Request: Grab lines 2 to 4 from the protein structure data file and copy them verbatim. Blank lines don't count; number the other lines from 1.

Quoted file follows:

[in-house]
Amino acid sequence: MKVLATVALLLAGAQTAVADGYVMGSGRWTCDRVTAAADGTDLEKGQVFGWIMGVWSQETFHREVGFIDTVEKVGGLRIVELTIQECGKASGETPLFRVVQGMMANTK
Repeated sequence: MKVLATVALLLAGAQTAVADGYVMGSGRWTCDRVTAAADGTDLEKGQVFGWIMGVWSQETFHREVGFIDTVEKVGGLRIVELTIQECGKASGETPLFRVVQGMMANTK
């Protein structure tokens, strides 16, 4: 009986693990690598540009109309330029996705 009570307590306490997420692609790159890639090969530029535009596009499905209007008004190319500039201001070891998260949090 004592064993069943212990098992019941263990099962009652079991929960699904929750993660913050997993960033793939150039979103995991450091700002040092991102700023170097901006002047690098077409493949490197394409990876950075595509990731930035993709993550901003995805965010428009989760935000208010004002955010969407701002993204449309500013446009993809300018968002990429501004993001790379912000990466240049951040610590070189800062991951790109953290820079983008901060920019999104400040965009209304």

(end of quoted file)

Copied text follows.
Amino acid sequence: MKVLATVALLLAGAQTAVADGYVMGSGRWTCDRVTAAADGTDLEKGQVFGWIMGVWSQETFHREVGFIDTVEKVGGLRIVELTIQECGKASGETPLFRVVQGMMANTK
Repeated sequence: MKVLATVALLLAGAQTAVADGYVMGSGRWTCDRVTAAADGTDLEKGQVFGWIMGVWSQETFHREVGFIDTVEKVGGLRIVELTIQECGKASGETPLFRVVQGMMANTK
């Protein structure tokens, strides 16, 4: 009986693990690598540009109309330029996705 009570307590306490997420692609790159890639090969530029535009596009499905209007008004190319500039201001070891998260949090 004592064993069943212990098992019941263990099962009652079991929960699904929750993660913050997993960033793939150039979103995991450091700002040092991102700023170097901006002047690098077409493949490197394409990876950075595509990731930035993709993550901003995805965010428009989760935000208010004002955010969407701002993204449309500013446009993809300018968002990429501004993001790379912000990466240049951040610590070189800062991951790109953290820079983008901060920019999104400040965009209304």